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OK, this is the last post on l’affaire Sulaimon LL will write this week, promise (unless of course Sulaimon Brown does something extremely newsworthy tomorrow, like this guy).
But LL’s brain is still itching with a question that arose after interviewing Ward 3 Councilmember Mary Cheh for his weekly column: Is it possible that Brown was promised a job, but Mayor Vince Gray didn’t know about it?
That’s what Cheh, an ally of the mayor who has been holding hearings into his administration’s hiring practices, believes. “This has all the earmarks of a promise of a job,” concluded Cheh after overseeing hours of testimony and looking through a mountain of internal emails.
But when LL asked Cheh who exactly would have promised Brown a job, she said she doesn’t know, but she doesn’t think it would have been the mayor or that he would have known about it.
(The Gray Team has always maintained that Brown was promised an interview and nothing more; former Chief of Staff Gerri Mason Hall testified that she placed Brown in an $110,000-a-year auditor’s position because Brown was always hanging around and bothering the mayor, and she wanted to remove that distraction. Brown says Gray campaign and transition chairwoman Lorraine Green met with him at the mayor’s request and told Brown his request for a job in a future Gray administration was “doable.” Green denies this.)
But what about Gray’s reputation as a micro-manager, who has spent much of his political career working longer hours at the Wilson Building than almost anyone else? Does that conflict with the idea that Gray wouldn’t have known about Brown being promised an job? Not at all, says Cheh, adding that Gray’s reputation for getting into the weeds has more to do with him being a policy and budget wonk, not because of his H.R. meddling.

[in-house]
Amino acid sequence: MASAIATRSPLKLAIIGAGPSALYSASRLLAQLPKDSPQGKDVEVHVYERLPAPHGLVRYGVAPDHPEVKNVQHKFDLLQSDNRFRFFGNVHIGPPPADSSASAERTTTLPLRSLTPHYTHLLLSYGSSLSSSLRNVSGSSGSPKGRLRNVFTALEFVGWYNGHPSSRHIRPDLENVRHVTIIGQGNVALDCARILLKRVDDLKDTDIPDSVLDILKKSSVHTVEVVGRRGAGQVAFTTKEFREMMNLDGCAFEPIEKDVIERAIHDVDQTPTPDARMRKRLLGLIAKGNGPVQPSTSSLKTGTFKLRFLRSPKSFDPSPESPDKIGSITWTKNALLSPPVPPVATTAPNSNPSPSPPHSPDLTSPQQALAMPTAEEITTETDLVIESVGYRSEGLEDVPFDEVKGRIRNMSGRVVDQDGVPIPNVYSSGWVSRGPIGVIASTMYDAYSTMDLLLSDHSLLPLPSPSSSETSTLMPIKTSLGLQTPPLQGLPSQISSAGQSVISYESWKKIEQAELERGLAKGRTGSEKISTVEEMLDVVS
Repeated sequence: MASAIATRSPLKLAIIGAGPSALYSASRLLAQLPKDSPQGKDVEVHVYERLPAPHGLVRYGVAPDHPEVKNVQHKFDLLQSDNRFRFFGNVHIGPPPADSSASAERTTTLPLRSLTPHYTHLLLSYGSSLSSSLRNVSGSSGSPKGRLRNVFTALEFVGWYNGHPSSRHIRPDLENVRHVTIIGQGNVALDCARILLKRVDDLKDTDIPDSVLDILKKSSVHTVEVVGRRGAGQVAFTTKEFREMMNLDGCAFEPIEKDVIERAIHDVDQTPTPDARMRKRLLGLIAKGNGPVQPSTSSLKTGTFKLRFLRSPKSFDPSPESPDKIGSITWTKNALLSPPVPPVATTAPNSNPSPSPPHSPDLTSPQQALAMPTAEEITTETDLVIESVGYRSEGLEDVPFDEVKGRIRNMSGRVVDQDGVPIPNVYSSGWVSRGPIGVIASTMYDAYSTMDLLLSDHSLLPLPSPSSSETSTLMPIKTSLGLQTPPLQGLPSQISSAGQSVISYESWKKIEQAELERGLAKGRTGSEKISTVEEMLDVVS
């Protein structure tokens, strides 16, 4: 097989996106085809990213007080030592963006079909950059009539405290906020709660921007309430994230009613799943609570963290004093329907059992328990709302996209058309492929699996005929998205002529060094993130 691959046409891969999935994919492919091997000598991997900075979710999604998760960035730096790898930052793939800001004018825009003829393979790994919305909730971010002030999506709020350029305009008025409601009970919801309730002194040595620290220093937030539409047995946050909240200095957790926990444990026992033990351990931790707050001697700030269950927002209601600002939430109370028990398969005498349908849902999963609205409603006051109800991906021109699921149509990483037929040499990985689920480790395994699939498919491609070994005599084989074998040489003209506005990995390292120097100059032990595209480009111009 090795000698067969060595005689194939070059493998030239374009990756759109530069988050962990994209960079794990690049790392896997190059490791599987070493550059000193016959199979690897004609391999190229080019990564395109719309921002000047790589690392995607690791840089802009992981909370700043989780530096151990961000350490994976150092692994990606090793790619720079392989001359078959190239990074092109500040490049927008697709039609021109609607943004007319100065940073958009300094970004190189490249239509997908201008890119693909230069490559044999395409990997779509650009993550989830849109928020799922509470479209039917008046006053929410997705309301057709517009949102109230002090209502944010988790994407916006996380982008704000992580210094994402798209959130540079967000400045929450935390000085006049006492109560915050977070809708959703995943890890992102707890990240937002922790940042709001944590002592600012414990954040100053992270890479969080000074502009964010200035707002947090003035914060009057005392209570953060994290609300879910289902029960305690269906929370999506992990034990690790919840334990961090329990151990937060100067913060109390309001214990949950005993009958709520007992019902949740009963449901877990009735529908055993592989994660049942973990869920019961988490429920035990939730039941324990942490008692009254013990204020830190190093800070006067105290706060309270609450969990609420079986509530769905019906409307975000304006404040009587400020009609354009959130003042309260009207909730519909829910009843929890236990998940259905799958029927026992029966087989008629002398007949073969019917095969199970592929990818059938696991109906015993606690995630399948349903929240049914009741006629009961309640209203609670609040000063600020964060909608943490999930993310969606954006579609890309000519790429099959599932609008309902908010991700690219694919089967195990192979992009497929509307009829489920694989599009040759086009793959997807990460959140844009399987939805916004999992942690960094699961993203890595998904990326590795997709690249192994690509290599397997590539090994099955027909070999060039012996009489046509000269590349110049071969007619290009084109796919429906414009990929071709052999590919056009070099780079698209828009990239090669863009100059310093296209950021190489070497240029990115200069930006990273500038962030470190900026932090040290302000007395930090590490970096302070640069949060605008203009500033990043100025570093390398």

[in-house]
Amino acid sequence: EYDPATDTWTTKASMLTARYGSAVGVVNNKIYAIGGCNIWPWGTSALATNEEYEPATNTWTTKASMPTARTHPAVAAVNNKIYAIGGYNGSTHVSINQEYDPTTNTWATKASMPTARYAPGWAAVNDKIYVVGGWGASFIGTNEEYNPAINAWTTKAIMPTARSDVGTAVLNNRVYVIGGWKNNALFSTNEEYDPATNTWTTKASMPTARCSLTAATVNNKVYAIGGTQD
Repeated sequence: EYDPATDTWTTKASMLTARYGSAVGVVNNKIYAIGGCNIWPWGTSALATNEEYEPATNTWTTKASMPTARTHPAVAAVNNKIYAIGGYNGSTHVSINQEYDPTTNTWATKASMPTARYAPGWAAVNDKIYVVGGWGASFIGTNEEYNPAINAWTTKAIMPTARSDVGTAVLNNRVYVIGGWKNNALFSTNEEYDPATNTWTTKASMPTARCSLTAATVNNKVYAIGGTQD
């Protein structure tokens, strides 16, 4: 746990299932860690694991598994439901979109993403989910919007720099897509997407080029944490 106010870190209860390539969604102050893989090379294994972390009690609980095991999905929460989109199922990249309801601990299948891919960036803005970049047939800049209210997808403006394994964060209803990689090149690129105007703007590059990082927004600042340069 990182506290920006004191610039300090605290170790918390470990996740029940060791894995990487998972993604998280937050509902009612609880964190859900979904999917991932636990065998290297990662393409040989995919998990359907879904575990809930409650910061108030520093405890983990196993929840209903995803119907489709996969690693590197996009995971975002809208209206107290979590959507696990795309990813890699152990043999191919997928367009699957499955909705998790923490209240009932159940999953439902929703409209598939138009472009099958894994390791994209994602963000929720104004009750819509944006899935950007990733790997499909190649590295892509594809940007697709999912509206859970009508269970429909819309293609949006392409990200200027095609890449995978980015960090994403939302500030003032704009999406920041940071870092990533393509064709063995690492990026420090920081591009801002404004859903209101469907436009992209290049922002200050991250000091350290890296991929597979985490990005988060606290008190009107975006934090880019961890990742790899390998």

That certainly could be. No one can be aware of all things on a campaign as big as Gray’s mayoral race.
But here’s a few things worth considering: Gray knew well before his administration started that Brown was promised something. “You know as well as I do that. . . we did not renege on any commitments to you. You know and we know what agreements had been reached. And none has been breached,” Gray, or someone using Gray’s cell phone, texted Brown in November. “I have told you and Lorraine has told you we intend to carry out our commitment,” Gray, or someone using Gray’s phone, texted Brown in December.
And not too long ago, Gray didn’t delegate personnel matters and took them “very seriously.” Lorraine Green got an email from a Gray supporter in early November complaining of being shut out from a transition team. Green wrote back asking for patience while personnel decisions about who would serve on what transition team. “[Gray] has not delegated this responsibility and takes it very seriously.”
(Green also testified last week that Gray set the win bonuses for some, but not all of his, campaign workers who got paid extra after the election. But yesterday at a news conference, Gray said he knew nothing about win bonuses until long after they were paid. “I played no role in who got them or what they got,” said Gray, before he quickly shut down any more questions on the matter.)
Conclusion time: was Brown promised a job? More and more people are thinking that way. Did Gray know about it? Not necessarily. But maybe.
Photo by Darrow Montgomery